Well, more or less that’s it. If you want you can take advantage of HSQLDB Database Manager. One way to run it is via Eclipse launcher. You don’t need any other dependency within you project in order to run it (except for hsqldb). Create a new Java Application Eclipse launcher where as a Project you choose the one which have the hsqldb as a Maven dependency and in Main class you provide org.hsqldb.util.DatabaseManagerSwing.

Acknowledgements goes to these guys for their work and to the open-source community without which this post would not take place:

 
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Posted by on April 29, 2012 in Eclipse, FEST-Assert, Guice, Hibernate, HSQLDB, Java, JPA, Maven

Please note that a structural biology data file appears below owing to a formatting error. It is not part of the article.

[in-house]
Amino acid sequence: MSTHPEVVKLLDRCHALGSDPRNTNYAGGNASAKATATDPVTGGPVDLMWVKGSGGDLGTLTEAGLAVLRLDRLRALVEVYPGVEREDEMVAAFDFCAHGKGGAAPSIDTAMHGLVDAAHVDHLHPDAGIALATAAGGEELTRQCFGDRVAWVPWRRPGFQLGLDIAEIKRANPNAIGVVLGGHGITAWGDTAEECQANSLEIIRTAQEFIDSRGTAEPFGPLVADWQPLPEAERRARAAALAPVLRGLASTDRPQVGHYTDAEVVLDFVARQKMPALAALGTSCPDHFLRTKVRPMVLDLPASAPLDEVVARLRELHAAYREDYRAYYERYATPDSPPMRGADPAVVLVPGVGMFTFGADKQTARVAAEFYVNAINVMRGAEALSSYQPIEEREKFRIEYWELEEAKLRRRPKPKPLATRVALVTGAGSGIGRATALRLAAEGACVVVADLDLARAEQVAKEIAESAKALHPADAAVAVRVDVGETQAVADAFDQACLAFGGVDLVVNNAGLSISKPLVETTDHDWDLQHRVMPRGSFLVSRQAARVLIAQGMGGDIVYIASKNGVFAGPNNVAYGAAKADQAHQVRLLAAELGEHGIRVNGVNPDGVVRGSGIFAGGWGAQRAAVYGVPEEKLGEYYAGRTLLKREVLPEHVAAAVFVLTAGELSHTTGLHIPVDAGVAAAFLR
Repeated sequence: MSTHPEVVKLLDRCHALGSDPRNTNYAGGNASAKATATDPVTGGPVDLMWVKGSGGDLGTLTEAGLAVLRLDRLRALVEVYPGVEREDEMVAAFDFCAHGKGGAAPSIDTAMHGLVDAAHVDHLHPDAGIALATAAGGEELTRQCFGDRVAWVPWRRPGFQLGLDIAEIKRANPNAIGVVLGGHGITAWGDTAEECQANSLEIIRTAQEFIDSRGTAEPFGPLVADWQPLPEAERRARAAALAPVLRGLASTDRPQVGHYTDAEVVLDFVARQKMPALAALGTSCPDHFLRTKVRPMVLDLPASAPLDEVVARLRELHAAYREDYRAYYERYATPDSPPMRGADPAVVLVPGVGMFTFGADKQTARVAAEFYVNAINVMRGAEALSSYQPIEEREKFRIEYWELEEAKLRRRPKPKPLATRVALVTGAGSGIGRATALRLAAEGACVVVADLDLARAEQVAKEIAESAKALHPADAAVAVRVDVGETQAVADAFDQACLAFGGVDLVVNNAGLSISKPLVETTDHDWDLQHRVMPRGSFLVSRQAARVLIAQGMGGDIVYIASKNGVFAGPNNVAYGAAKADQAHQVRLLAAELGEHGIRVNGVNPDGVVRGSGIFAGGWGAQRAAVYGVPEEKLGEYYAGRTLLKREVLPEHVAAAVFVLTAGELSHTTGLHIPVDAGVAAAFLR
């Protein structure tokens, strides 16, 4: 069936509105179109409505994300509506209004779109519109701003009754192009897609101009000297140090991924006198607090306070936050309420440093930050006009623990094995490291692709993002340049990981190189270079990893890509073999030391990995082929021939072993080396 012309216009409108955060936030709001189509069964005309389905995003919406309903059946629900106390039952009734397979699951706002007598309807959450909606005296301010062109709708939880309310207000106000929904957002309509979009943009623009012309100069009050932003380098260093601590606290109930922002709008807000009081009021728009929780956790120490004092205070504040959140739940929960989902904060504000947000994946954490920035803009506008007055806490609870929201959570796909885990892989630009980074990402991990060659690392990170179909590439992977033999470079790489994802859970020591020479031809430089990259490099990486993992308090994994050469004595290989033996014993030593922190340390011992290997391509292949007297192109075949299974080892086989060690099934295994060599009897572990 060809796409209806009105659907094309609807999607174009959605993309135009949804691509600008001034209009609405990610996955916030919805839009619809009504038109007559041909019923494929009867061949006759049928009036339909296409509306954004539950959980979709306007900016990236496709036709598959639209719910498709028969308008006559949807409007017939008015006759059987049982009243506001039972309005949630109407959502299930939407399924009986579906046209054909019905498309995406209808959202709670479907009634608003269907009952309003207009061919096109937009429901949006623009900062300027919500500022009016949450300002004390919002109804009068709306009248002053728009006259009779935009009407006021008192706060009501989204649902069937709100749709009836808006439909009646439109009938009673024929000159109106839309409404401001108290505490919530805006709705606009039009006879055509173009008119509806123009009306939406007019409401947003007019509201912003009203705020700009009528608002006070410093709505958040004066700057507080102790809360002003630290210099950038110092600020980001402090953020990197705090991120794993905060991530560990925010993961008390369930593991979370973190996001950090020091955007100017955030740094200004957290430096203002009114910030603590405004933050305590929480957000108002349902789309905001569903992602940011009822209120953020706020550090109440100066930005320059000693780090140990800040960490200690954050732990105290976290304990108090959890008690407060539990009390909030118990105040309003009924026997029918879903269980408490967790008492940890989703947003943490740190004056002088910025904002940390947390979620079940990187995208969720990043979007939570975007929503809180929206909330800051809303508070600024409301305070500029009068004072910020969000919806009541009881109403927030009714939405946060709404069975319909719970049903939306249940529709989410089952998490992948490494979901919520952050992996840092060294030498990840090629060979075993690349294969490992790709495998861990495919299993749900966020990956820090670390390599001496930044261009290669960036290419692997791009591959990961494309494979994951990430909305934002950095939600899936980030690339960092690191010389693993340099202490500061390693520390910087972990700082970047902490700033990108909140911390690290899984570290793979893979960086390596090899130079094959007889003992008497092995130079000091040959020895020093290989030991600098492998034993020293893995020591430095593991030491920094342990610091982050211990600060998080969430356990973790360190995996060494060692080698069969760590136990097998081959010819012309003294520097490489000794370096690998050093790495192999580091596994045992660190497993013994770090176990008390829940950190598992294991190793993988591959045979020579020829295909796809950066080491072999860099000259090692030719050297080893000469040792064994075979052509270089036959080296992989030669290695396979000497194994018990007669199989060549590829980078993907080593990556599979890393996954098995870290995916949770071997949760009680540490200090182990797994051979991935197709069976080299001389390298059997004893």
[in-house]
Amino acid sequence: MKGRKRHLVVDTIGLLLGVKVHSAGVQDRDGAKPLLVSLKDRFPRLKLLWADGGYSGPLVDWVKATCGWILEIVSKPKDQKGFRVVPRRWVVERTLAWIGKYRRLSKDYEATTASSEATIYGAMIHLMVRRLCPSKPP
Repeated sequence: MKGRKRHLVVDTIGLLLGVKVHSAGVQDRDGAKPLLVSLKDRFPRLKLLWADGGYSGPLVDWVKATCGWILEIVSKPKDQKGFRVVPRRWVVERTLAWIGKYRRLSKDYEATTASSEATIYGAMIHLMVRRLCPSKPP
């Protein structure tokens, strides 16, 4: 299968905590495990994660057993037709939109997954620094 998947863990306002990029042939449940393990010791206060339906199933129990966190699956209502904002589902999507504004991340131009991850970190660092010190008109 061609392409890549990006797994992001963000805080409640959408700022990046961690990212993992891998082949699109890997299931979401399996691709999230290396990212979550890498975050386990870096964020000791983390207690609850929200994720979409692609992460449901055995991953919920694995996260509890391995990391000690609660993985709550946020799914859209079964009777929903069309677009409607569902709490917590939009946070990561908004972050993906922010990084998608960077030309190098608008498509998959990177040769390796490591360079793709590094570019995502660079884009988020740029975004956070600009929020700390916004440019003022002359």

Tags:

Decoration with FEST-Reflect 1.3

Yesterday (3rd of April, 2012) the FEST-Reflect 1.3 (part of FEST libraries) was published on maven central. Since this fact requires a celebration, I’ve prepared a short tutorial of the new field decorator functionality.

Add the following dependency in your pom.xml to take advantage of FEST-Reflect.

		<dependency>
			<groupId>org.easytesting</groupId>
			<artifactId>fest-reflect</artifactId>
			<version>1.3</version>
		</dependency>

Example 1: Using FEST-Reflect decorator for testing logging functionality

Let’s say we have a simple business service:

package org.honey.service.impl;

import org.honey.service.IBusinessService;
import org.slf4j.Logger;
import org.slf4j.LoggerFactory;

public class BusinessService implements IBusinessService {

  private final Logger logger = LoggerFactory.getLogger(this.getClass());